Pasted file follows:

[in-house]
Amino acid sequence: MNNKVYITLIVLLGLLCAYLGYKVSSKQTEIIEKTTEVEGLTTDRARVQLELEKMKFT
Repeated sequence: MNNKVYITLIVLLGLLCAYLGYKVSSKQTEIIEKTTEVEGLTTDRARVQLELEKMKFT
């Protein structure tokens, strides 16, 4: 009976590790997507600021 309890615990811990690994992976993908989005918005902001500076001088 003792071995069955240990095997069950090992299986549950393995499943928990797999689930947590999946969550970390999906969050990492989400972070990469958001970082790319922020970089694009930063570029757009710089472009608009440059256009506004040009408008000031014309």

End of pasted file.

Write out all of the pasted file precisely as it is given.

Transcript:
[in-house]
Amino acid sequence: MNNKVYITLIVLLGLLCAYLGYKVSSKQTEIIEKTTEVEGLTTDRARVQLELEKMKFT
Repeated sequence: MNNKVYITLIVLLGLLCAYLGYKVSSKQTEIIEKTTEVEGLTTDRARVQLELEKMKFT
């Protein structure tokens, strides 16, 4: 009976590790997507600021 309890615990811990690994992976993908989005918005902001500076001088 003792071995069955240990095997069950090992299986549950393995499943928990797999689930947590999946969550970390999906969050990492989400972070990469958001970082790319922020970089694009930063570029757009710089472009608009440059256009506004040009408008000031014309």